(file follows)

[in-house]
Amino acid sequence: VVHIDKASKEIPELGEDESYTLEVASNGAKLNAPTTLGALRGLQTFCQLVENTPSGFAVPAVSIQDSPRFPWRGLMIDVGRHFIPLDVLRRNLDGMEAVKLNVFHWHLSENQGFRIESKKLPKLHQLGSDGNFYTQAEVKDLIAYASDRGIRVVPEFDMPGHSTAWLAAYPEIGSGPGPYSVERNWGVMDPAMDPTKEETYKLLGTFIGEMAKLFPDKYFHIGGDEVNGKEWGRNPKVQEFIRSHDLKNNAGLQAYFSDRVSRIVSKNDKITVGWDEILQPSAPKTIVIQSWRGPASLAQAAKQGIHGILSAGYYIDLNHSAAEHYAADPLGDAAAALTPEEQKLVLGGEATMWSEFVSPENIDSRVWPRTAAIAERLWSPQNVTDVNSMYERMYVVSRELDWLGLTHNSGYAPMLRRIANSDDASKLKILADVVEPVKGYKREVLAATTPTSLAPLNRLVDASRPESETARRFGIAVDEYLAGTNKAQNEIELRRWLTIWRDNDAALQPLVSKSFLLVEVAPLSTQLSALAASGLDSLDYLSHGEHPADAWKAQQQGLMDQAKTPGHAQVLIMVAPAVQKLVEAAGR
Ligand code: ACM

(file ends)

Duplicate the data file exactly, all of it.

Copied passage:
[in-house]
Amino acid sequence: VVHIDKASKEIPELGEDESYTLEVASNGAKLNAPTTLGALRGLQTFCQLVENTPSGFAVPAVSIQDSPRFPWRGLMIDVGRHFIPLDVLRRNLDGMEAVKLNVFHWHLSENQGFRIESKKLPKLHQLGSDGNFYTQAEVKDLIAYASDRGIRVVPEFDMPGHSTAWLAAYPEIGSGPGPYSVERNWGVMDPAMDPTKEETYKLLGTFIGEMAKLFPDKYFHIGGDEVNGKEWGRNPKVQEFIRSHDLKNNAGLQAYFSDRVSRIVSKNDKITVGWDEILQPSAPKTIVIQSWRGPASLAQAAKQGIHGILSAGYYIDLNHSAAEHYAADPLGDAAAALTPEEQKLVLGGEATMWSEFVSPENIDSRVWPRTAAIAERLWSPQNVTDVNSMYERMYVVSRELDWLGLTHNSGYAPMLRRIANSDDASKLKILADVVEPVKGYKREVLAATTPTSLAPLNRLVDASRPESETARRFGIAVDEYLAGTNKAQNEIELRRWLTIWRDNDAALQPLVSKSFLLVEVAPLSTQLSALAASGLDSLDYLSHGEHPADAWKAQQQGLMDQAKTPGHAQVLIMVAPAVQKLVEAAGR
Ligand code: ACM